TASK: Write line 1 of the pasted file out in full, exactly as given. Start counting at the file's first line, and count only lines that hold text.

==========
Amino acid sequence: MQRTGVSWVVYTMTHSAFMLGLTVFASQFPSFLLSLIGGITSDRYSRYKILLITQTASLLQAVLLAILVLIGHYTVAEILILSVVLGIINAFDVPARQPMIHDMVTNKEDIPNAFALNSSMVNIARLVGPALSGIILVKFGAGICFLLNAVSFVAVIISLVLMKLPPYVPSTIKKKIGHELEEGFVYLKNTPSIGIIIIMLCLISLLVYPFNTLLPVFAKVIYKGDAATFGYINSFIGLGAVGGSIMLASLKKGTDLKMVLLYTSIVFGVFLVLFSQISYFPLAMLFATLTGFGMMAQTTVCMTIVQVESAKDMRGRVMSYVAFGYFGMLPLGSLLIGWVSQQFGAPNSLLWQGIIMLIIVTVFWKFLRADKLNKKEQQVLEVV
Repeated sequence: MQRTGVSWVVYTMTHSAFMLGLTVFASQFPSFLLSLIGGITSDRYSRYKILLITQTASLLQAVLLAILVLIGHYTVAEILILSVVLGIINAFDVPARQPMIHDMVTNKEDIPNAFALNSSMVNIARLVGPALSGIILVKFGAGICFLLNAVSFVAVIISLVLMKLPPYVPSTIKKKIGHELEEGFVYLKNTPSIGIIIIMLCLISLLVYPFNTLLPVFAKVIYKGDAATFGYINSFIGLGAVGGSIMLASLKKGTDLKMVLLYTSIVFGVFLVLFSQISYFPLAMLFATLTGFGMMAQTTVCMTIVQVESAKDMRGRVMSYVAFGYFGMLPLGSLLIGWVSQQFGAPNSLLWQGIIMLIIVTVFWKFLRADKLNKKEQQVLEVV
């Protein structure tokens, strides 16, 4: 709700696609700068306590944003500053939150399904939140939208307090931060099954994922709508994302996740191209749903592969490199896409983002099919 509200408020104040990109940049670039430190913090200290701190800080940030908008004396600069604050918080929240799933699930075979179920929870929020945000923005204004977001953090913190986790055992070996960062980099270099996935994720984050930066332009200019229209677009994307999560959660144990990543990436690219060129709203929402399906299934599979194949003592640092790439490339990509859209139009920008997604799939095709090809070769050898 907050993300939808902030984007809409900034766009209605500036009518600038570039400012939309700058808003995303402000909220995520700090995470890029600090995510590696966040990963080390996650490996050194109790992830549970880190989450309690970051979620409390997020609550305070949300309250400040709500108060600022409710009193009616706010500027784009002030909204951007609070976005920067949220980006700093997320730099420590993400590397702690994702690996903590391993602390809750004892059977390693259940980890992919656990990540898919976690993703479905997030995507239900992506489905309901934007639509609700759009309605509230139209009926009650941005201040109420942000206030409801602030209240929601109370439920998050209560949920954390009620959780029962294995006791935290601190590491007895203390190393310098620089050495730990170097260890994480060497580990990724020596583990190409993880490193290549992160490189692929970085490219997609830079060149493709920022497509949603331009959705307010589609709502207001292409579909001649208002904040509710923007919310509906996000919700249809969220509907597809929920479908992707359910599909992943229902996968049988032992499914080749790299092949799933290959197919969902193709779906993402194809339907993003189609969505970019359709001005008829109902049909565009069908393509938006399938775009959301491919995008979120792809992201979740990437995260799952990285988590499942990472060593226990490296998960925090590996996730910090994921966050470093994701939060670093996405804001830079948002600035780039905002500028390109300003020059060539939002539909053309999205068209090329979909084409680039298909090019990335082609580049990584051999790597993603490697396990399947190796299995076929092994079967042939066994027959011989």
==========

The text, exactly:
Amino acid sequence: MQRTGVSWVVYTMTHSAFMLGLTVFASQFPSFLLSLIGGITSDRYSRYKILLITQTASLLQAVLLAILVLIGHYTVAEILILSVVLGIINAFDVPARQPMIHDMVTNKEDIPNAFALNSSMVNIARLVGPALSGIILVKFGAGICFLLNAVSFVAVIISLVLMKLPPYVPSTIKKKIGHELEEGFVYLKNTPSIGIIIIMLCLISLLVYPFNTLLPVFAKVIYKGDAATFGYINSFIGLGAVGGSIMLASLKKGTDLKMVLLYTSIVFGVFLVLFSQISYFPLAMLFATLTGFGMMAQTTVCMTIVQVESAKDMRGRVMSYVAFGYFGMLPLGSLLIGWVSQQFGAPNSLLWQGIIMLIIVTVFWKFLRADKLNKKEQQVLEVV